The culmination of the Minnesota Orchestra’s 18th annual Composer Institute is the MusicMakers concert—it’s an opportunity for audiences to enjoy performances of new works by seven of the country’s most gifted emerging orchestral composers, plus a behind-the-scenes look at the craft of music-making onstage. Each composer receives mentorship from Institute Director and Pulitzer Prize-winning composer Kevin Puts and Music Director Osmo Vänskä in addition to their participation in relevant seminars and professional events. The May 6 concert itself is the artistic highlight of the experience as composers, the Orchestra and audiences come together the world premiere or first performance of these works by a major orchestra.
This year’s featured composers include Henry Dorn, Adeliia Faizullina, Bobby Ge, Molly Joyce, Ryan Lindveit, Nina Shekhar and Sam Wu. We talked with them rapid fire-style about music and otherwise—get to know them below.
What's the best time of day for composing?
Henry Dorn: I find that the best time to write is in the dead of night once the world around me falls silent and the imagination takes over. I’m a husband and a father of a toddler. Always on leased time during the day.
Adeliia Faizullina: For me the best time of day to compose is morning or evening. I am especially productive in the morning when everything around me feels fresh and renewed.
Bobby Ge: Well, whatever time works for you, really! For me—I've found I've had the most bursts of creativity rather inconveniently between 12:30-2 a.m., just after I've showered. There might be something Pavlovian to the consistency there... but really it might just be because I don't get bothered by random phone calls or emails at that time of night.
Molly Joyce: Morning! My brain is the freshest and coffee is the hottest.
Ryan Lindveit: It used to be late at night for me, but these days, I’ve been having productive early morning composing sessions.
Can you describe in three words your composition that audiences will hear the Minnesota Orchestra will perform?
Dorn: Embrace Constant Change
Faizullina: Nature, ritual, shimmer.
Joyce: Large, organ, pipes
Nina Shekhar: Light and shadows
Sam Wu: aerial, swirls, tempest
What's the most unusual way you got started or inspired for one of your compositions?
Dorn: One morning I was heading to work, and the highway I was on between Baltimore and D.C. was an absolute parking lot. I found myself spacing out and making up rhythms and melodic ideas to the guy behind me blowing his car horn incessantly. I have him and his impatience to thank for that piece.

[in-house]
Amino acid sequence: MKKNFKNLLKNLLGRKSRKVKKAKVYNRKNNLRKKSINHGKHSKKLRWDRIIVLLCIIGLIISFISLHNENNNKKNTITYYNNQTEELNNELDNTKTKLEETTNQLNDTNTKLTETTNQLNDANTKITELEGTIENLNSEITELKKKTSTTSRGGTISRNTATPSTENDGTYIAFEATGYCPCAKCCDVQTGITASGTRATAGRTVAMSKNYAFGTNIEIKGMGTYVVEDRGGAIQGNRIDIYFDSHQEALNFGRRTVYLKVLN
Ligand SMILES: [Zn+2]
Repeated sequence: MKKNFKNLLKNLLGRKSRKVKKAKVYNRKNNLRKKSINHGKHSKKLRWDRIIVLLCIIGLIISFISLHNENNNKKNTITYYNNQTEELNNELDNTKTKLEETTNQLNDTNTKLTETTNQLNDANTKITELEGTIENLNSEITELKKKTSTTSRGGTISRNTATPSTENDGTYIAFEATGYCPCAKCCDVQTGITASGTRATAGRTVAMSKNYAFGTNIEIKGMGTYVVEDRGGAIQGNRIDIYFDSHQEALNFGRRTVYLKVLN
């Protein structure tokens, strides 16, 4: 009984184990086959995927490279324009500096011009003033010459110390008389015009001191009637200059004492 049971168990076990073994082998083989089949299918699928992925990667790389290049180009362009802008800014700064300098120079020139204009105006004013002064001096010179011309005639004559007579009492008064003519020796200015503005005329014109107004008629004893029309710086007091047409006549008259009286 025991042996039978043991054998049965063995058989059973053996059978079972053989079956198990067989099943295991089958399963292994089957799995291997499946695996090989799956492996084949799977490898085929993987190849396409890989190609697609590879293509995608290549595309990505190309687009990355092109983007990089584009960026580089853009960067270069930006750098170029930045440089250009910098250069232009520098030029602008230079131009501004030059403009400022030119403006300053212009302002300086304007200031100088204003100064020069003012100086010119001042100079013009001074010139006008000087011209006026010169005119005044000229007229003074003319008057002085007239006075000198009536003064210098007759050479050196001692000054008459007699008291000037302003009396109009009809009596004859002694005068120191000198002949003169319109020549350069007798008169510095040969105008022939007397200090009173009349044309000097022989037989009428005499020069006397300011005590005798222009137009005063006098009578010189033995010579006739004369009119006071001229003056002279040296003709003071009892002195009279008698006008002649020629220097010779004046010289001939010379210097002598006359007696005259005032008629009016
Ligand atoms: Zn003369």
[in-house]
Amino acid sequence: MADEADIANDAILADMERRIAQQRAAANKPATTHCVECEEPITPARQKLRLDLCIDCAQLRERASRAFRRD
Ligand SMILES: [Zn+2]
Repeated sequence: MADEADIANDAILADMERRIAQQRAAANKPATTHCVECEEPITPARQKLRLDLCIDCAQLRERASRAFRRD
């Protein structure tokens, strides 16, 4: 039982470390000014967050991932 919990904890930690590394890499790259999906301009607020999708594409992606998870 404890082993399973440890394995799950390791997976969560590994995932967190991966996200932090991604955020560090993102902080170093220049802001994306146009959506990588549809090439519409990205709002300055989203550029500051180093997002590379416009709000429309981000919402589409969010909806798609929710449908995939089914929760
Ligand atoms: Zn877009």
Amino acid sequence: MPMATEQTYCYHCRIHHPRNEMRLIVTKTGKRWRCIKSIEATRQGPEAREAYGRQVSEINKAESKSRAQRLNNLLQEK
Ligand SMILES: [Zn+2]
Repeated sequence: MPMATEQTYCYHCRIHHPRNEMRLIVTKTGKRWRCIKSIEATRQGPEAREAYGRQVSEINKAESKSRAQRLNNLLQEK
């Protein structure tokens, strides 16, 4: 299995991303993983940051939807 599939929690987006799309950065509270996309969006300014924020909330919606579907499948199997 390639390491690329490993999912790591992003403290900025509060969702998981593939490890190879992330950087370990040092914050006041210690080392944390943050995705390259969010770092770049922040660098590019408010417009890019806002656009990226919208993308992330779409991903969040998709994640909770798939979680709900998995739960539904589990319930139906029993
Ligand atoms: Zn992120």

Faizullina: Once, I was riding a bus on a bumpy road. When you drive on such a bumpy road and try to sing, the sound is intermittent and funny, so one of the movements of my piece for voice and chamber orchestra, Tatar Folk Tales, was inspired by this funny sound.
Lindveit: Early in the composition process for Close Up at a Distance, the piece the Minnesota Orchestra will perform, I was stuck, so I was zooming around various places in the satellite view of Google Maps as a way of procrastinating. I soon realized I could create music that evoked this zooming activity, and so that became the piece—specifically inspired by rural northern Michigan and midtown Manhattan, the locations of the two co-commissioning orchestras.
Shekhar: Last year, I worked with Los Angeles-area elementary school students as a Composer Teaching Artist for Los Angeles Chamber Orchestra (LACO). Each class picked their favorite animal, and then we drew pictures and wrote stories about the animal (one class chose elephants, and the other class chose dogs). We then channeled those ideas sonically into a Zoom improv class performance, and then I orchestrated the students' ideas into pieces that LACO performed. It was so exciting to help foster these students' first compositions!
Wu: I was hopelessly stuck on a piece last summer, until a visit to the waterpark Schlittersbahn gave me an "aha!" moment. Going round and round the wave pool really got my creative juices flowing.